Devoted to the Propagation and Defense of New Testament Christianity
July 28, 1966
NUMBER 12, PAGE 7b-8a

Let The Earth Bring Forth...The...Tree

Robert E. Speer

The dictionary on my desk states that the tree is a "woody perennial plant having a single main axis or stem (trunk)." By way of definition, little more is given. I find this disappointing on two counts: 1. I love trees, and 2. each tree bears silent, reassuring testimony; God is.

From Genesis 1:9-12 one may read of the third day of creation: "And God said, Let the earth bring forth grass, the herb yielding seed, and the fruit tree yielding fruit after his kind, whose seed is in itself, upon the earth: and it was so. And the earth brought forth grass, and herb yielding seed after his kind, and the tree yielding fruit, whose seed was in itself, after his kind: and God saw that it was good." Thus, in Genesis, the Book of Beginnings, is recorded the beginning of the tree.

The Bible names not less than 28 trees, perhaps more. It is interesting to note the scriptural settings in which these trees are mentioned. There are the "miracle" trees of the Garden of Eden, the tree of life and the tree of knowledge of good and evil (Genesis 2:9). Trees are used figuratively: "And he shall be like a tree planted by the rivers of water, that bringeth forth his fruit in his season; his leaf also shall not wither; and whatsoever he doeth shall prosper" (Psalms 1:3). Trees are sometimes used to illustrate strength; as, "they might be called trees of righteousness, the planting of the Lord, that He might be glorified" (Isaiah 61:3). On occasion, trees were used symbolically, as in the case of Nebuchadnezzar's dream: "Thus were the visions of mine head in my bed; I saw, and behold, a tree in the midst of the earth, and the height thereof was great. The tree grew, and was strong, and the height thereof reached into heaven, and the sight thereof to the end of the earth:..." (Daniel 4:10-12). Jesus also used the tree to make his points clear and the lesson plain. "Even so every good tree bringeth forth good fruit; but a corrupt tree bringeth forth evil fruit.... Wherefore by their fruits ye shall know them" (Matthew 7:15-20). Thus, one sees that trees play a prominent role in Holy Writ.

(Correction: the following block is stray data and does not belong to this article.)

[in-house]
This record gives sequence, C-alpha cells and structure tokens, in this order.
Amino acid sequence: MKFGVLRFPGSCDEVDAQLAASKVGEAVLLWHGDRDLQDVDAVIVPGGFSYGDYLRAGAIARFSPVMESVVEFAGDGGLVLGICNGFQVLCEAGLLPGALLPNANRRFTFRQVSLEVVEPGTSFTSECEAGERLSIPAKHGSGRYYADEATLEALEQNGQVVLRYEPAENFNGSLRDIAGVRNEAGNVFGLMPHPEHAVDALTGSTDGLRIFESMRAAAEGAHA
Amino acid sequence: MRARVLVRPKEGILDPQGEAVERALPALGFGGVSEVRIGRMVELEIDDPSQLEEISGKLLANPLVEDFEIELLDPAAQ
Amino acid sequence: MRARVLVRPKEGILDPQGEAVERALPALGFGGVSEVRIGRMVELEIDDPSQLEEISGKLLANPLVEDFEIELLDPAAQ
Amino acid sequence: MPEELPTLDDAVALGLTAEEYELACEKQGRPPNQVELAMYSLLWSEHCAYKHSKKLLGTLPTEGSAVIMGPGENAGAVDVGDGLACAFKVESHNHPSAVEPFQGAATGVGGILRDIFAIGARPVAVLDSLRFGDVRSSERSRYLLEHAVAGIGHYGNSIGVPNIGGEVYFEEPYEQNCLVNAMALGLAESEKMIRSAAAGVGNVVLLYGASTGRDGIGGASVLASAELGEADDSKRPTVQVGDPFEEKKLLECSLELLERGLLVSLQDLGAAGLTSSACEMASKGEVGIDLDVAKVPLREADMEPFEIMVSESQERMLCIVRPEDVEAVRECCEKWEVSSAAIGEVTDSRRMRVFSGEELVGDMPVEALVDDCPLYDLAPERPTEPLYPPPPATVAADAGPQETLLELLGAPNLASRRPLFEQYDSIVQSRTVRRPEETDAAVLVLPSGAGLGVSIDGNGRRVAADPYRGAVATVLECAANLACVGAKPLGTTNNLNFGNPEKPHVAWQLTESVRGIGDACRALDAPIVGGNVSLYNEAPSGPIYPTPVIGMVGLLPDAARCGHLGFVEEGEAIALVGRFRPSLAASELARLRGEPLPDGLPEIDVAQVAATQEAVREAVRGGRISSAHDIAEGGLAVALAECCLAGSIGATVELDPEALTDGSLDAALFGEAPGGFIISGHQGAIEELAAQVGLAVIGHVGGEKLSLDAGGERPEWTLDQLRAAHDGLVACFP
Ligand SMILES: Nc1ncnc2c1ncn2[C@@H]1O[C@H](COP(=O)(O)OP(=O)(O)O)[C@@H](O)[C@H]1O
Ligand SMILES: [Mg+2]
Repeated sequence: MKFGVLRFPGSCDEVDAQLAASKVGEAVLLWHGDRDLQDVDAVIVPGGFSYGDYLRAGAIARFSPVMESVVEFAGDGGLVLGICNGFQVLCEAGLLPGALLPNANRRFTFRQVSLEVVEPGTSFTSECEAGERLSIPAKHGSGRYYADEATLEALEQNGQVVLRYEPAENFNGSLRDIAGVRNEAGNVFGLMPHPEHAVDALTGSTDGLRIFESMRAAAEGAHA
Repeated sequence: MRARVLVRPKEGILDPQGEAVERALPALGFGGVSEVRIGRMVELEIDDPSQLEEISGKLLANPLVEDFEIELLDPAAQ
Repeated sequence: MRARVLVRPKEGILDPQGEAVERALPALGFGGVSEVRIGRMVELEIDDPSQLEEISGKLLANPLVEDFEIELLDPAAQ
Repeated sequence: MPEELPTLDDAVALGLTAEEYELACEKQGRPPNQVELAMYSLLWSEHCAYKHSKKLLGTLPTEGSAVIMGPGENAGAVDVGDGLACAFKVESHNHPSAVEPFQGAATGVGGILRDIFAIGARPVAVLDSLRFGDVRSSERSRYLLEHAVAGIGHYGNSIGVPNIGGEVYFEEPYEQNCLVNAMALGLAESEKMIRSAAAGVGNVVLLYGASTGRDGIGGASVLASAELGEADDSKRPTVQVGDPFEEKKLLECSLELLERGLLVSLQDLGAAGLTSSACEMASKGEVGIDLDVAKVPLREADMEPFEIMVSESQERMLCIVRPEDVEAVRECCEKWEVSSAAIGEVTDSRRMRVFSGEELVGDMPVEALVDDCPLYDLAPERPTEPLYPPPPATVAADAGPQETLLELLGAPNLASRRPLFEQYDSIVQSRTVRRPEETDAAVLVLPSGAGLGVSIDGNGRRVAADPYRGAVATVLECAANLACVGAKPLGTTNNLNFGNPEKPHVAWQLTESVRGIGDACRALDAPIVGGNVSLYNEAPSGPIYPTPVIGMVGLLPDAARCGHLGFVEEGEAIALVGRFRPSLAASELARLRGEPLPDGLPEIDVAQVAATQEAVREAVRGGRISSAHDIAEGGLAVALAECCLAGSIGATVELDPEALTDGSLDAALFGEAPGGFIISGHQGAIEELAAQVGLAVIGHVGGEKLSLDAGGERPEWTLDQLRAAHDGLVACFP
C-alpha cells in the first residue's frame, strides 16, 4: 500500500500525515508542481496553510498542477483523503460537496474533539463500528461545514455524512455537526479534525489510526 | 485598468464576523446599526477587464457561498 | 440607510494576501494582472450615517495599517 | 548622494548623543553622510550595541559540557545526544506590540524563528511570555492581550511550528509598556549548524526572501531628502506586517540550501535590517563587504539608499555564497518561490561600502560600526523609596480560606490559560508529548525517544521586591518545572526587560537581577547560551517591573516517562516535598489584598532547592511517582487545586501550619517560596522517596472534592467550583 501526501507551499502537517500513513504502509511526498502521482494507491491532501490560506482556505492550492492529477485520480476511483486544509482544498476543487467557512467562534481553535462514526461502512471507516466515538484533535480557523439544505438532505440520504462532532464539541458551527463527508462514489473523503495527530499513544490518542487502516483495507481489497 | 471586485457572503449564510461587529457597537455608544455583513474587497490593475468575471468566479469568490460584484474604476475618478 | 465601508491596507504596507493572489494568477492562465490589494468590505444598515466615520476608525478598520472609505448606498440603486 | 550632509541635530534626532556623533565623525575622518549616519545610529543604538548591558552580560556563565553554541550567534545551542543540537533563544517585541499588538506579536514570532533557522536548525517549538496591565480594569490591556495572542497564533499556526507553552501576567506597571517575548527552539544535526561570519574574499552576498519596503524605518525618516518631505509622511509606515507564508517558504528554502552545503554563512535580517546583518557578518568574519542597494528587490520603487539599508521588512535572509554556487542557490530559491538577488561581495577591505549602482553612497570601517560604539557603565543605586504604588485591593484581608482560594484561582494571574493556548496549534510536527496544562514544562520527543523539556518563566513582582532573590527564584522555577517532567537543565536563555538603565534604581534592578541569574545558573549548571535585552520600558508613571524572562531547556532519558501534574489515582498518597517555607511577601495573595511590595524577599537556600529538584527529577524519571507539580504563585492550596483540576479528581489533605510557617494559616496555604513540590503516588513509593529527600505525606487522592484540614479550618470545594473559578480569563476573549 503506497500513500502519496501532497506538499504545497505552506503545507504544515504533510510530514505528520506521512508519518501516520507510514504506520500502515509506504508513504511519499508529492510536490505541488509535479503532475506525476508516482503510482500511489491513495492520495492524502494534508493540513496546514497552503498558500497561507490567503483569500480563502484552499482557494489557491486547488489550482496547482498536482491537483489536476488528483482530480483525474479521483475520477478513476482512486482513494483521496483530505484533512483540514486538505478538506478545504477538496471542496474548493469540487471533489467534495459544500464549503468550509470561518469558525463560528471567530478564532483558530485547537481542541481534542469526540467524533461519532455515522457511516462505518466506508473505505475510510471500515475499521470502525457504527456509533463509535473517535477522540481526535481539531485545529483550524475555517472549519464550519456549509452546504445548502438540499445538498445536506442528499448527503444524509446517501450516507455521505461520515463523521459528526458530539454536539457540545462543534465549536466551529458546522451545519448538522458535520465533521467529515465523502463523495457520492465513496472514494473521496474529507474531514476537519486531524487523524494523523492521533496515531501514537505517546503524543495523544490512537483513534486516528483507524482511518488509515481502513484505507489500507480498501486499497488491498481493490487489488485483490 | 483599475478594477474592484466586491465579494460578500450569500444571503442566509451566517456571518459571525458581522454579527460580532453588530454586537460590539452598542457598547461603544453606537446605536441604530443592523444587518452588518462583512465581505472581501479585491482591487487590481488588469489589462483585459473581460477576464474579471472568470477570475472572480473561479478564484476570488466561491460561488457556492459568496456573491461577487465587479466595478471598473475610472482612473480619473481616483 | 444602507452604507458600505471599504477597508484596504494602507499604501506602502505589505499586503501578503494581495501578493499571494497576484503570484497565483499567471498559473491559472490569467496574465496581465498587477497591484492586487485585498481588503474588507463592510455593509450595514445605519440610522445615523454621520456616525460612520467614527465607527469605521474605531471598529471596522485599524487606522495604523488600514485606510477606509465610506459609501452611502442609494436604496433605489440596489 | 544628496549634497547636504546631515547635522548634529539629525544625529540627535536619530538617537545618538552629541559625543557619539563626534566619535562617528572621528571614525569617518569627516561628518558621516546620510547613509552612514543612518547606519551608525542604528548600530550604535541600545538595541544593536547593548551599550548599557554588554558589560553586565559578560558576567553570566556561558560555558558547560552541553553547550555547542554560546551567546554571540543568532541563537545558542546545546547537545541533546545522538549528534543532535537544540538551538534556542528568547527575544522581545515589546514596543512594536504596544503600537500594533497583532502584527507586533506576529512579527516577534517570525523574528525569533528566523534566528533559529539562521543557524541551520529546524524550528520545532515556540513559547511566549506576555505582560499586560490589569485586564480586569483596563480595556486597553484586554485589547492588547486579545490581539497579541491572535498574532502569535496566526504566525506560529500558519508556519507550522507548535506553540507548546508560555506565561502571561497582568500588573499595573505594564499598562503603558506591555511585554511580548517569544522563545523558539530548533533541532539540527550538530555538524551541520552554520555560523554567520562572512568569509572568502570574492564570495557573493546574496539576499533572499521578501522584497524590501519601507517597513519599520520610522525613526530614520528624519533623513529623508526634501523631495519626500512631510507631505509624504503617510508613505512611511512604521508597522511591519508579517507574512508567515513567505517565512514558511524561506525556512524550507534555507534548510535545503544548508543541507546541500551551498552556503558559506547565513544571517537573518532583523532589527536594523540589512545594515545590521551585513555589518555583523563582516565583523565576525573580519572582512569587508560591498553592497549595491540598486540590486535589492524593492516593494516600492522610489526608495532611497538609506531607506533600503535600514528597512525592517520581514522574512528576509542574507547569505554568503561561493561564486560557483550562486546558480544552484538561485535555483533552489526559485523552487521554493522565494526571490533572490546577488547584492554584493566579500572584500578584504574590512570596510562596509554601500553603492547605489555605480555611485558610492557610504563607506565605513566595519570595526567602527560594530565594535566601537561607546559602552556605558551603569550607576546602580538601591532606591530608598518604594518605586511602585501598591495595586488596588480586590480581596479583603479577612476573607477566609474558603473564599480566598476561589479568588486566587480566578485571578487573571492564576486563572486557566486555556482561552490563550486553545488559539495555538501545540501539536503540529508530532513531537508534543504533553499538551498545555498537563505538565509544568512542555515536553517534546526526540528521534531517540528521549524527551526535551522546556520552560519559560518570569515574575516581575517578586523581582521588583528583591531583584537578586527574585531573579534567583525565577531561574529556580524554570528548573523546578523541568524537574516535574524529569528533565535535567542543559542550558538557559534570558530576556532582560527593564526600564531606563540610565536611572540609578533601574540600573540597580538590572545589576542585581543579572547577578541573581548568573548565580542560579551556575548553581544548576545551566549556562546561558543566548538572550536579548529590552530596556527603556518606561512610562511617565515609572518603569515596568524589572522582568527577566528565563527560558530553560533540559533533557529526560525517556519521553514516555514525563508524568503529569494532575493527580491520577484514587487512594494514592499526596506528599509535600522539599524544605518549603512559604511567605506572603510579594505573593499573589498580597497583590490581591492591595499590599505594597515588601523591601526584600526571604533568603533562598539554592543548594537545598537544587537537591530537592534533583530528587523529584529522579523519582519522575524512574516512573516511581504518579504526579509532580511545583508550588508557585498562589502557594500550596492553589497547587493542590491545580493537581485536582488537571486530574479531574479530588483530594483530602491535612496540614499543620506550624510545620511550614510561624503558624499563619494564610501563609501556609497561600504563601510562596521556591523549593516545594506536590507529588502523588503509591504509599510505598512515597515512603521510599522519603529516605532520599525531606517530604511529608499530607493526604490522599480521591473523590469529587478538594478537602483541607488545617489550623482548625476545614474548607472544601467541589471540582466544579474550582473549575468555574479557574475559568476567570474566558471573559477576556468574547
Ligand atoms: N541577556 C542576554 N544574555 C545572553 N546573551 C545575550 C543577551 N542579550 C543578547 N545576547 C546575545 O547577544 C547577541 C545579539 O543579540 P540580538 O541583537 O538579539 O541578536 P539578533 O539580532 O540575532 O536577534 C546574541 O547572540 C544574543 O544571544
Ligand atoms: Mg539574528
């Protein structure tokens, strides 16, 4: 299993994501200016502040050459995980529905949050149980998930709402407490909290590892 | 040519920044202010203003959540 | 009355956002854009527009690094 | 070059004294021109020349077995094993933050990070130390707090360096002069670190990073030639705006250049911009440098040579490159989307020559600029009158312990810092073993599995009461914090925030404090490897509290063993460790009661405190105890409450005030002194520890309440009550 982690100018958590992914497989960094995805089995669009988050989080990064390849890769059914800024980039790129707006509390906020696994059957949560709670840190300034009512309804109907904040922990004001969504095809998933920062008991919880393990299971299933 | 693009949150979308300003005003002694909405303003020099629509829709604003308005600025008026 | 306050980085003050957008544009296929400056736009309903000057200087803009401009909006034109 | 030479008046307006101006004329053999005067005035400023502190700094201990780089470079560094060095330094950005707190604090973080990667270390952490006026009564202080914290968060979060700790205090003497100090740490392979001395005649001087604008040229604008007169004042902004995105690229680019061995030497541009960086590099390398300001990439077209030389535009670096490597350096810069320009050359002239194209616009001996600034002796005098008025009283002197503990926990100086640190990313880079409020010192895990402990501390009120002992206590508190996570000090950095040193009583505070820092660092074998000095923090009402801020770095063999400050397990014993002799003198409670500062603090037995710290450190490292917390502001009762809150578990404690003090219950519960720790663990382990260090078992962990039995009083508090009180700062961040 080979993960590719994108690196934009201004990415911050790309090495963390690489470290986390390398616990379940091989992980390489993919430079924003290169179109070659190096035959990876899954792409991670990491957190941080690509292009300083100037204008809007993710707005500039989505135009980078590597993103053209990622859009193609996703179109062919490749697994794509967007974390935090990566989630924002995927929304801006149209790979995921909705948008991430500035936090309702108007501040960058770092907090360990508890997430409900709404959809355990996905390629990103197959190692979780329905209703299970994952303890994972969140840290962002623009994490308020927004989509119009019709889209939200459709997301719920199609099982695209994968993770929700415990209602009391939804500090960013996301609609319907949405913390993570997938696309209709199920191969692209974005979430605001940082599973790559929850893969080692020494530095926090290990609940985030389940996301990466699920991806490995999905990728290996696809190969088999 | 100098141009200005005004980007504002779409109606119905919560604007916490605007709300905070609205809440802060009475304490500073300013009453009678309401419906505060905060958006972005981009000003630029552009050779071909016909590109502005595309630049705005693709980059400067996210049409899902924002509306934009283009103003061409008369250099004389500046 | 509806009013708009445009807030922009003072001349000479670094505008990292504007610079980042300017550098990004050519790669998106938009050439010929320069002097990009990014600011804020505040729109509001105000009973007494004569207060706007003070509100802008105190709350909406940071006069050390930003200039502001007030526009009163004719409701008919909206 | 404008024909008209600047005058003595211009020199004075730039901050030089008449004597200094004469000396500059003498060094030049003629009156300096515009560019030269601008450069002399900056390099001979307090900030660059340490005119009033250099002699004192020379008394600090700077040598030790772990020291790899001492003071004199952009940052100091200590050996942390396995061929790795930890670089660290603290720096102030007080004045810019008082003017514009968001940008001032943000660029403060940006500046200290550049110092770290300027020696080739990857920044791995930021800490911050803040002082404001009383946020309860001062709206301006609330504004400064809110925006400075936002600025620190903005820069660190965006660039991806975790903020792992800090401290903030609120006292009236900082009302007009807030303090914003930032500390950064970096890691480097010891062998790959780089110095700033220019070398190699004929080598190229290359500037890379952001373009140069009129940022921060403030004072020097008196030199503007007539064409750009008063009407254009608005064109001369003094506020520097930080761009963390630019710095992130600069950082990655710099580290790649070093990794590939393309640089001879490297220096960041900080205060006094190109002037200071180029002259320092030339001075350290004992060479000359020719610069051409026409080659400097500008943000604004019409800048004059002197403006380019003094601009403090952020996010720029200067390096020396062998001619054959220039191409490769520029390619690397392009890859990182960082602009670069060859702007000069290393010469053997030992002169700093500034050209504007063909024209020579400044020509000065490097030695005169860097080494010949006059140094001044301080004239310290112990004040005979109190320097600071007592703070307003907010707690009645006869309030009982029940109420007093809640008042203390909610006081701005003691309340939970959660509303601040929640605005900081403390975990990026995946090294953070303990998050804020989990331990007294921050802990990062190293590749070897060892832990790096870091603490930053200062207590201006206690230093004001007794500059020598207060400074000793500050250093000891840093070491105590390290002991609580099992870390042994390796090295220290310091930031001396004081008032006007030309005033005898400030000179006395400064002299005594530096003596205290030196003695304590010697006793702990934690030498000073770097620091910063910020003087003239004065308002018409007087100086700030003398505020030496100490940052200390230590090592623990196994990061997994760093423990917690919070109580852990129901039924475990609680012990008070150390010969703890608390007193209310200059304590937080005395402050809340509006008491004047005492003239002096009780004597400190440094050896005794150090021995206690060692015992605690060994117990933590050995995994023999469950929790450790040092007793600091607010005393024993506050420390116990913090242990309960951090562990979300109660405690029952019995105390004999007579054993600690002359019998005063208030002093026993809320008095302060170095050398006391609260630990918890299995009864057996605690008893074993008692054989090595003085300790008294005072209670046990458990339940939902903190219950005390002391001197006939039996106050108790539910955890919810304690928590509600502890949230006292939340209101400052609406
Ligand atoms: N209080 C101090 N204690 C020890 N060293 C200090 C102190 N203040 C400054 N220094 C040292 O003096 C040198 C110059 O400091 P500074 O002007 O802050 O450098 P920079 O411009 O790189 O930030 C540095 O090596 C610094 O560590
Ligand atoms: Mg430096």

In the United States, I have done most of my preaching in the States of Minnesota and Wisconsin, both of which can boast great forests. I have walked the floors of the great forests all times of the year, and the effect is always the same; while inhaling the aroma of the wooded acres and listening to the wind as it whispers through the lofty boughs I feel as one walking with God.

In Nigeria, I have travelled well over 18,000 miles in the past year. In travelling, I have been impressed by the trees that line the roads, most of which are new to me. I especially marvel at the large trees, some of which reach nearly 200 feet, toward the sky and measure 20 to 30 feet in circumference. Again, whether in the northern United States or in southern Nigeria, I find myself awed with the majesty of the forest, for in each tree is a testimony true and sure: God is.

Man has learned to make use of these trees in many ways for many purposes: for both fruit and shade, lumber and building materials, furniture and various household articles, and for conversion into paper products which in turn take on many forms, such as the newsprint from which you are now reading, radio and television parts, and even some clothing. Indeed the list is long.

Man, then, can very well congratulate himself for all the things he can do with a tree. However, man must not become too proud, for while the art of science has devised countless uses for the tree, the art of science has not, will not, can not make a tree. The scientists may be able to make the tree grow faster, or slower, or taller, or thicker, or not at all; but, his profession has not, will not, can not produce a living tree, except by planting the seed of another tree.

The most learned agnostic, the most intelligent atheist (like the most humble Christian), may well enjoy the beauty of a tree, its shade or its many wood products. He may take it apart from its most lofty leaf to its lowest rambling root, from the most outer bark to the most inner heart, for the purpose of its ultimate use or its utter destruction; but, all the king's horses and all the king's men can not put it back together again! Plant it, yes; make it, no.

Who can make a tree? God said, "Let the earth bring forth... the... tree."

-P. O. Box 4064-UCI Ibadan, Nigeria, WA